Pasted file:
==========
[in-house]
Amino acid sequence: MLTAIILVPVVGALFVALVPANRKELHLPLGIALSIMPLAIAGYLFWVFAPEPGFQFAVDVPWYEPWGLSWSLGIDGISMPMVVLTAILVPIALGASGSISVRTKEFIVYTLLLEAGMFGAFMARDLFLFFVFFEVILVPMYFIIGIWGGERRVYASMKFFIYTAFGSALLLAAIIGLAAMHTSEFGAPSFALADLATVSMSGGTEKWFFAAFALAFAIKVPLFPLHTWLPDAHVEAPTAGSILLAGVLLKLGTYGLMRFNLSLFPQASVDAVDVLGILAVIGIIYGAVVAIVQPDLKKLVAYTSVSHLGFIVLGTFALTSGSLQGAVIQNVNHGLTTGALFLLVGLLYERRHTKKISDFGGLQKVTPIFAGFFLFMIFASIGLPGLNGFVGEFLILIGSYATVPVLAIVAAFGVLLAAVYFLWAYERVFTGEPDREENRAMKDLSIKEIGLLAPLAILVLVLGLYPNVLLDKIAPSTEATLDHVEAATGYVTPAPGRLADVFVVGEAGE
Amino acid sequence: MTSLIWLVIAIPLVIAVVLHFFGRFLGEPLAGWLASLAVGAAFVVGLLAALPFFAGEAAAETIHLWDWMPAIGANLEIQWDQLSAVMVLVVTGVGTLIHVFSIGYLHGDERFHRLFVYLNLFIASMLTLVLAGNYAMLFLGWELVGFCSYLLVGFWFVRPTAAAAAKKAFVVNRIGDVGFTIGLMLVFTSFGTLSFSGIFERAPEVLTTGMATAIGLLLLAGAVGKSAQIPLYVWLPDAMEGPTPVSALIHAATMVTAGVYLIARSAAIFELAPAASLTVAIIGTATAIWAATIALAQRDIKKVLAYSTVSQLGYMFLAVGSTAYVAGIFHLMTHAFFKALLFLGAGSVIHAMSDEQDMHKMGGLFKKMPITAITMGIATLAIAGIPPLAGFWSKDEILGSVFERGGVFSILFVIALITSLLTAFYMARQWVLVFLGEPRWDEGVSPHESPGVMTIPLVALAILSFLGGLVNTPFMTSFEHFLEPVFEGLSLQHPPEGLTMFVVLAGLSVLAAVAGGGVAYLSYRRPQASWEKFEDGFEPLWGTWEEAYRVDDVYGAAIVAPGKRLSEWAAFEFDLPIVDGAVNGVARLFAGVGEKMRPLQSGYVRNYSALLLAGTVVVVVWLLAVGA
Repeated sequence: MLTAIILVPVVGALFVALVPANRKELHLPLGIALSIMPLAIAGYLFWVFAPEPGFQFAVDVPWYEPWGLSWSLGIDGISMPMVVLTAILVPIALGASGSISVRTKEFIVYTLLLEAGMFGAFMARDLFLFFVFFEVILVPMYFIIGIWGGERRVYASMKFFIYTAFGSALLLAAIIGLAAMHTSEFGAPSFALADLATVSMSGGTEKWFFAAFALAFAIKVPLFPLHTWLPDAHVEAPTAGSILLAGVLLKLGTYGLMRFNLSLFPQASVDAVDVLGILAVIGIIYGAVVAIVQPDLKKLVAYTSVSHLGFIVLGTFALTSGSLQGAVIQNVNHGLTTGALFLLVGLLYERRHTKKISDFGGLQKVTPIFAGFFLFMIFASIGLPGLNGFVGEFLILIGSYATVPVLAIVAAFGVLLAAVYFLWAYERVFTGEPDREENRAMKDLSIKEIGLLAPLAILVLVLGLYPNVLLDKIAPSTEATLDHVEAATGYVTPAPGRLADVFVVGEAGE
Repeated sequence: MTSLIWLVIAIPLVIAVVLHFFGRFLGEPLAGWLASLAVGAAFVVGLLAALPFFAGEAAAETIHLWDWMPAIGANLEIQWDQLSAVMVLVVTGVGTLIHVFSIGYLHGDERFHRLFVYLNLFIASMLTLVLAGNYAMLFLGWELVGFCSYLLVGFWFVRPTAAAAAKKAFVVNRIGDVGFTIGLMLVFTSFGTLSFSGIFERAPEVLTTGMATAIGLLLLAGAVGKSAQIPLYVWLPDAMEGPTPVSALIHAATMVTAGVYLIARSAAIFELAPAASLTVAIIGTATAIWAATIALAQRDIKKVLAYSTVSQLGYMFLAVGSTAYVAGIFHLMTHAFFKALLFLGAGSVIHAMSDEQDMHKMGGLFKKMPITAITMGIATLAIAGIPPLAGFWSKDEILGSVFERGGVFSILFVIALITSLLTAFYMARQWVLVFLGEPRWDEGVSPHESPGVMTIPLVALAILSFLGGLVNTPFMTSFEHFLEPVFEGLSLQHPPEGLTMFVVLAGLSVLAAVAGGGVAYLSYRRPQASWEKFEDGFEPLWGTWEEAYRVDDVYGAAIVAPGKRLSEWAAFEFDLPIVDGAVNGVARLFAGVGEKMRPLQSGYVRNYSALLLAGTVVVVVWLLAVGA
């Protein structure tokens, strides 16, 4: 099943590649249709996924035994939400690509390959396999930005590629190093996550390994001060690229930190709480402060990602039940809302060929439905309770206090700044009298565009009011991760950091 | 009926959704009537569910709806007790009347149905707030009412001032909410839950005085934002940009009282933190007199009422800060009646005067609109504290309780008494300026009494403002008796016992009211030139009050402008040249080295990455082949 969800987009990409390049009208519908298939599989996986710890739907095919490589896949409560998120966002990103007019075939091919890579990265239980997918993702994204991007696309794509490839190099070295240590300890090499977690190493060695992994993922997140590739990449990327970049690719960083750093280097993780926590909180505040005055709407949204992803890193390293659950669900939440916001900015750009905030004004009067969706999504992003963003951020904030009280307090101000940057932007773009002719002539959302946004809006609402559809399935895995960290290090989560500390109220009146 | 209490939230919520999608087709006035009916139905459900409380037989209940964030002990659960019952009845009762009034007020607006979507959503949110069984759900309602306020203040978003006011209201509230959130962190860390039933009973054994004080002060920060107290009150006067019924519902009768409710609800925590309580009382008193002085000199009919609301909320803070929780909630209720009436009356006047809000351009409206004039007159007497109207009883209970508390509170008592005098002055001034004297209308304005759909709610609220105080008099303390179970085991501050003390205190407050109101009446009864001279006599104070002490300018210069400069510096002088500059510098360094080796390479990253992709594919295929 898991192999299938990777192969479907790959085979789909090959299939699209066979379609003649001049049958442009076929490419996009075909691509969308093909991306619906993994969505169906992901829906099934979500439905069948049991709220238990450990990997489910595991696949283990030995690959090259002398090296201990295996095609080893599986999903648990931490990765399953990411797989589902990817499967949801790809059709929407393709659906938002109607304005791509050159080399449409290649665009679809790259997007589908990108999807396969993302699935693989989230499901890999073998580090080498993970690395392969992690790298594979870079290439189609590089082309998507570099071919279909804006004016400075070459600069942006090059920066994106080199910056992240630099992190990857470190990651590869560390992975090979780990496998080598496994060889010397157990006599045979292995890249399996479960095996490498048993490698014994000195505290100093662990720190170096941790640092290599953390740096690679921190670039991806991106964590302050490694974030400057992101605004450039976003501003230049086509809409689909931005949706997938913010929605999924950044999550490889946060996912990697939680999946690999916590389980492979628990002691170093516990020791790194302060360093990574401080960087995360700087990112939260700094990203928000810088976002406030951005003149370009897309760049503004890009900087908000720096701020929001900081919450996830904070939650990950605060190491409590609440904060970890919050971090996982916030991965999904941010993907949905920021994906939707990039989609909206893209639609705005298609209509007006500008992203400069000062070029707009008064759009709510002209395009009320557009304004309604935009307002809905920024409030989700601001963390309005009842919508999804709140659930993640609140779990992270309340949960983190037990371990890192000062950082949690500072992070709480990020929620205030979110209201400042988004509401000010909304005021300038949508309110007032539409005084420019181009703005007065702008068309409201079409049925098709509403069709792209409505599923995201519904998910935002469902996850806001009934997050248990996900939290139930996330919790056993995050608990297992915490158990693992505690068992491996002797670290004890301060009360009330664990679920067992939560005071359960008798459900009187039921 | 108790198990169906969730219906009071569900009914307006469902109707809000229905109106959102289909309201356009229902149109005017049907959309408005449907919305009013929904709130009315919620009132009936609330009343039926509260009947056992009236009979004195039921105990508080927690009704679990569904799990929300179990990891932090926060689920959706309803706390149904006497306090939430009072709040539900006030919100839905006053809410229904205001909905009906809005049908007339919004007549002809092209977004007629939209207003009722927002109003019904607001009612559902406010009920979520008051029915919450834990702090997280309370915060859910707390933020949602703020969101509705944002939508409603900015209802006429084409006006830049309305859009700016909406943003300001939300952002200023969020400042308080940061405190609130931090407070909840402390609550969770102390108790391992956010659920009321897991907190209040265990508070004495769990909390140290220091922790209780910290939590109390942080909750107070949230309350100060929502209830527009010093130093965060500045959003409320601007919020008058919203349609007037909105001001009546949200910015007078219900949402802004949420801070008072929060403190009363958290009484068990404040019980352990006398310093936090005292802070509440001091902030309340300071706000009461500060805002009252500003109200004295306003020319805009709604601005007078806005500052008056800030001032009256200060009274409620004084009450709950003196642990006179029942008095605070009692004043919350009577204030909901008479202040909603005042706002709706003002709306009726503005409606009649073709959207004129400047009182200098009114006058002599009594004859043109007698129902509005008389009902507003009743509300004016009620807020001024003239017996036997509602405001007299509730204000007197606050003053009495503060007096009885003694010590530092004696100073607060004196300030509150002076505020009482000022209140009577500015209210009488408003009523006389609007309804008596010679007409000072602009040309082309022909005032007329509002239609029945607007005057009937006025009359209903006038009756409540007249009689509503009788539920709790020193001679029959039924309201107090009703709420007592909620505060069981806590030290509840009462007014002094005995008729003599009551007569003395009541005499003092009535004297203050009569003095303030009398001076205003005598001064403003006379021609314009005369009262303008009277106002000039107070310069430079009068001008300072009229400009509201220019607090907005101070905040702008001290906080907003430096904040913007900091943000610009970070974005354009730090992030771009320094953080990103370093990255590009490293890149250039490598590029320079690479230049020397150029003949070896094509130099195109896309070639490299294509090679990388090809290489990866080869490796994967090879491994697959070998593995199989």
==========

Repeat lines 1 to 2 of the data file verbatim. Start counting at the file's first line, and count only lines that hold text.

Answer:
[in-house]
Amino acid sequence: MLTAIILVPVVGALFVALVPANRKELHLPLGIALSIMPLAIAGYLFWVFAPEPGFQFAVDVPWYEPWGLSWSLGIDGISMPMVVLTAILVPIALGASGSISVRTKEFIVYTLLLEAGMFGAFMARDLFLFFVFFEVILVPMYFIIGIWGGERRVYASMKFFIYTAFGSALLLAAIIGLAAMHTSEFGAPSFALADLATVSMSGGTEKWFFAAFALAFAIKVPLFPLHTWLPDAHVEAPTAGSILLAGVLLKLGTYGLMRFNLSLFPQASVDAVDVLGILAVIGIIYGAVVAIVQPDLKKLVAYTSVSHLGFIVLGTFALTSGSLQGAVIQNVNHGLTTGALFLLVGLLYERRHTKKISDFGGLQKVTPIFAGFFLFMIFASIGLPGLNGFVGEFLILIGSYATVPVLAIVAAFGVLLAAVYFLWAYERVFTGEPDREENRAMKDLSIKEIGLLAPLAILVLVLGLYPNVLLDKIAPSTEATLDHVEAATGYVTPAPGRLADVFVVGEAGE